Glomus tumor with mucinous change
Kiran V Godse
Shree Skin Centre, 22, L Market, Sector 8, Nerul, Navi Mumbai 400 706
|How to cite this article:
Godse KV. Glomus tumor with mucinous change. Indian J Dermatol Venereol Leprol 2005;71:367-368
Glomus tumors are relatively uncommon neoplasms arising from modified smooth muscle cells that are normally found in specialized arteriovenous shunts in acral sites, especially the fingertips. This distribution reflects their function because the arteriovenous anastomoses of these areas, also known as the Sucquet-Hoyer canals, are involved in temperature regulation. Sucquet-Hoyer canals are lined by endothelial cells, have several layers of glomus cells in their walls, and connect an afferent arteriole to an efferent venule.
A 30-year-old housewife presented with the complaint of a painful right index finger since one year. She used to get intense pain with slight trauma on touch. The right index finger nail was removed, but there was little relief from the pain. On examination, a small 8-10 mm sized bluish tender swelling was noted just below the right index fingernail. An excision biopsy of this lesion revealed a neoplasm composed of a reticular network of tumor islands made up of monomorphous rounded cells [Figure - 1]. The cells had abundant pink or pale blue cytoplasm and monomorphous oval nuclei. Several dilated thick walled vascular channels were also seen within these tumor islands. The stroma had abundant mucin, which appeared to be present within the neoplastic cells as well. Alcian blue stain confirmed the presence of abundant mucin within the stroma and the cells.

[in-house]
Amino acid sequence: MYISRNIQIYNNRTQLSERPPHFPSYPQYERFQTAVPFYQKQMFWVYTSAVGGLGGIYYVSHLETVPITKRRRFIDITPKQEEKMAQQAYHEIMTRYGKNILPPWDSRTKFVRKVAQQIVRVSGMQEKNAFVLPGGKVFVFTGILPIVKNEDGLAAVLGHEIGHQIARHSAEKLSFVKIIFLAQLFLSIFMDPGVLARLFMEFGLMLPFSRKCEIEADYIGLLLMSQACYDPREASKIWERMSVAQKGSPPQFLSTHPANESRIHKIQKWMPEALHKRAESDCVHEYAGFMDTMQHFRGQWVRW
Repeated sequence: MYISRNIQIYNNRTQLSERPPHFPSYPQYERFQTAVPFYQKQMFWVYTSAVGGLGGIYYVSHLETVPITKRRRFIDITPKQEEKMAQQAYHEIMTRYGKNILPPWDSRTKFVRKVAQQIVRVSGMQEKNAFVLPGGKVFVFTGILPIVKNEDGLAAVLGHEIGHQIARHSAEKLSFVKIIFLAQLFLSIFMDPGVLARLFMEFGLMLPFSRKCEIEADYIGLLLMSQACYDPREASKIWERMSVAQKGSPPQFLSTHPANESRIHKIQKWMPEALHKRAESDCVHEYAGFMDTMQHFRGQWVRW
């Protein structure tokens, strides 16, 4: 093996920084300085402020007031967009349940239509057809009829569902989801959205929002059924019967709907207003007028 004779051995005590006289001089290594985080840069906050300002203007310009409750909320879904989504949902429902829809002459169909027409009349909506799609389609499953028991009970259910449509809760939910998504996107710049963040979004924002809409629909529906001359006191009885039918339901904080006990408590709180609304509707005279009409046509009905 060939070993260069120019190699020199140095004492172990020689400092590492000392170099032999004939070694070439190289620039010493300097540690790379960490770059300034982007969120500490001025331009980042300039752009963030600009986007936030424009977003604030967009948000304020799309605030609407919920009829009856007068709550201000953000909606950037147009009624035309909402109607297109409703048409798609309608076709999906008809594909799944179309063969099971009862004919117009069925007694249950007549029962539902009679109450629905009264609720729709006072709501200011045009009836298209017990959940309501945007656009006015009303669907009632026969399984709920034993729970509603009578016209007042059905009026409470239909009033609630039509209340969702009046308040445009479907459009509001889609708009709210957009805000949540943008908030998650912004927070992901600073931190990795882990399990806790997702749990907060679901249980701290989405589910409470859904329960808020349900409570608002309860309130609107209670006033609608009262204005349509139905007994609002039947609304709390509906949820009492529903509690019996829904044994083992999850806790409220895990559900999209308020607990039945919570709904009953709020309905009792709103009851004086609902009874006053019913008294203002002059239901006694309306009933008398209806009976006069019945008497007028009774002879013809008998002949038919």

Mucin in glomangioma is rarely reported. Hisa et al reported four cases with mucinous degeneration, the extent of which correlated with the number of glomus cells. Glomus tumors are thought to originate from their normal counterpart (e.g. the glomus cells); therefore they tend to occur most commonly in acral areas.
The term glomus tumor is used to characterize two phenotypically different types of tumors: cutaneous glomangioma and paraganglioma. Both tumors can occur in a familial setting with an autosomal dominant pattern of inheritance., However, they are of different histopathologic origin. Paragangliomas derive from the APUD cell system, whereas cutaneous glomangiomas originate from glomus bodies of the skin, which are important in the regulation of body temperature.
An autosomal dominant pattern of inheritance has been described for glomus tumors of the paraganglioma type originating from the APUD cell system, the underlying genetic defect of which has been mapped to chromosome 11q23. In contrast, Blume-Peytavi et al showed that the genetic defect in disseminated cutaneous glomus tumors of the glomangioma type deriving from smooth muscle cells or pericytes is not linked to chromosome 11. Thus, they suggested that the common term glomus tumor, used for both paragangliomas and glomangiomas in the current literature, is misleading and should be avoided because these tumors have different histologic derivations and genetic origins.
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